WASHINGTON — The government announced an 11-nation crackdown Thursday on Internet piracy organizations responsible for stealing copies of the latest Star Wars film and other movies, games and software programs worth at least $50 million.
FBI agents and investigators in the other nations conducted 90 searches starting Wednesday, arresting four people, seizing hundreds of computers and shutting down at least eight major online distribution servers for pirated works.
The Justice Department “is striking at the top of the copyright piracy supply chain — a distribution chain that provides the vast majority of illegal digital content now available online,” Attorney General Alberto Gonzales said.
Called Operation Site Down, the crackdown involved undercover FBI operations run out of Chicago, San Francisco and Charlotte, N.C., and involved help from authorities in Australia, Belgium, Canada, Denmark, France, Germany, Israel, the Netherlands, Portugal and the United Kingdom.
Among those arrested was Chirayu Patel of Fremont, Calif., on charges of violating federal copyright protection laws. Patel is alleged to be a member of a “warez” group, a kind of underground Internet co-op that is set up to trade in copyrighted materials.
Warez (pronounced “wares”) groups are extraordinarily difficult to infiltrate because users talk only in encrypted chat rooms, their computer servers require passwords and many are located overseas, the FBI has said.
The investigations targeted “release groups” that are the original sources of pirated works that can be distributed worldwide in hours. Among the warez groups targeted are RiSCISO, Myth, TDA, LND, Goodfellaz, Hoodlum, Vengeance, Centropy, Wasted Time, Paranoid, Corrupt, Gamerz, AdmitONE, Hellbound, KGS, BBX, KHG, NOX, NFR, CDZ, TUN and BHP.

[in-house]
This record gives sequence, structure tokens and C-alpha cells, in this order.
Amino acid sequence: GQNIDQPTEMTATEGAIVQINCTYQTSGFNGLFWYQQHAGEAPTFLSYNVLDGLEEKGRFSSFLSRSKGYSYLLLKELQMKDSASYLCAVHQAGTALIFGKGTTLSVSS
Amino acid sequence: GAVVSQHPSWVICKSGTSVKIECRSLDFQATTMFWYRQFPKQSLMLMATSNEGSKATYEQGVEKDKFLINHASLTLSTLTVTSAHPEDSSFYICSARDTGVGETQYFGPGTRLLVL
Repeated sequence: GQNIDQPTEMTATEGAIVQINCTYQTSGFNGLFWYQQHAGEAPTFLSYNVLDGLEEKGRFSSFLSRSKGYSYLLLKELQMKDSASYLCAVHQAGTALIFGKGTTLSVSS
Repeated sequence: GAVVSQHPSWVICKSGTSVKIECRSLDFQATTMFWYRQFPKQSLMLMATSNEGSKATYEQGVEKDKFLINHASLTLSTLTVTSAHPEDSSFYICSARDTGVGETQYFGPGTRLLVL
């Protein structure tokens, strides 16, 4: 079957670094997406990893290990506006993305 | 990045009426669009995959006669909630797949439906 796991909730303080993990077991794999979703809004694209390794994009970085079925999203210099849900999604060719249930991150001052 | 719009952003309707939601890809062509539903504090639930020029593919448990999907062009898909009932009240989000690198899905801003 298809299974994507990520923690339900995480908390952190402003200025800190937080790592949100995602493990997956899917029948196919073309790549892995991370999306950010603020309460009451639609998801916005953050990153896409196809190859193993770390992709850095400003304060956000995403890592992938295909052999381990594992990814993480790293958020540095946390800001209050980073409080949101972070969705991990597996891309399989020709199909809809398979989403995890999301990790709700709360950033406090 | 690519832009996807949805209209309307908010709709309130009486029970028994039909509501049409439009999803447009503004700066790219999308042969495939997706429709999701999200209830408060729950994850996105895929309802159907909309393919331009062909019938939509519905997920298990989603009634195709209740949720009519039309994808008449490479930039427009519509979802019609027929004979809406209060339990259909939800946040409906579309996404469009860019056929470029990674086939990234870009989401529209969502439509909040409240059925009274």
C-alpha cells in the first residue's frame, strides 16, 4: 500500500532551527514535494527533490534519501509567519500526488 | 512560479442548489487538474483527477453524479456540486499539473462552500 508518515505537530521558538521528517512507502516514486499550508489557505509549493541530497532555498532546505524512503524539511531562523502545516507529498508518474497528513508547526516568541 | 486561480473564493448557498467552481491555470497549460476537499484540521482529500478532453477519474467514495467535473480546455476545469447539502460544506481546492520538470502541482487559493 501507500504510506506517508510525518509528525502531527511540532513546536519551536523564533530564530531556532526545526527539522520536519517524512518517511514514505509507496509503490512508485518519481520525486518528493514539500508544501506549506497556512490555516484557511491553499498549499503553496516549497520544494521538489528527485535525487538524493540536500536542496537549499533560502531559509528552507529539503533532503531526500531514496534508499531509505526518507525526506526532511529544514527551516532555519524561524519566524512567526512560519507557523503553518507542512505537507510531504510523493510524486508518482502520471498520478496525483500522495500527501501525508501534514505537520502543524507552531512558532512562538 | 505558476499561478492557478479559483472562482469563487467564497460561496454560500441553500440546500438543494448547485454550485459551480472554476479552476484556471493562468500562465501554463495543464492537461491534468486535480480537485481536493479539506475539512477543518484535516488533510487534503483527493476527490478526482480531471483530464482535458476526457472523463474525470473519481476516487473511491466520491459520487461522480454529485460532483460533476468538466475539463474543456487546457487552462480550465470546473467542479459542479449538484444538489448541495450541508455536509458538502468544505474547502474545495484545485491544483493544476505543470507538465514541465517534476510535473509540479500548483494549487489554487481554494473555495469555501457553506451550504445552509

Those groups are believed responsible for stealing and distributing copyrighted works including films “Star War Episode III: Revenge of the Sith,” and “Mr. and Mrs. Smith,” and Autodesk’s Autocad 2006 and Adobe’s Photoshop software.
Warez groups differ from popular file-swapping networks, where millions of files are shared without precautions to limit access.
Last month, authorities shut down a popular Web site that facilitated the downloading of movies and other materials. Investigators said many of the copyright movies were available through the Elite Torrents site even before their commercial release. No arrests were announced at the time.
President Bush signed a new law last month setting tough penalties of up to 10 years in prison for anyone caught distributing a movie or song before its commercial release.
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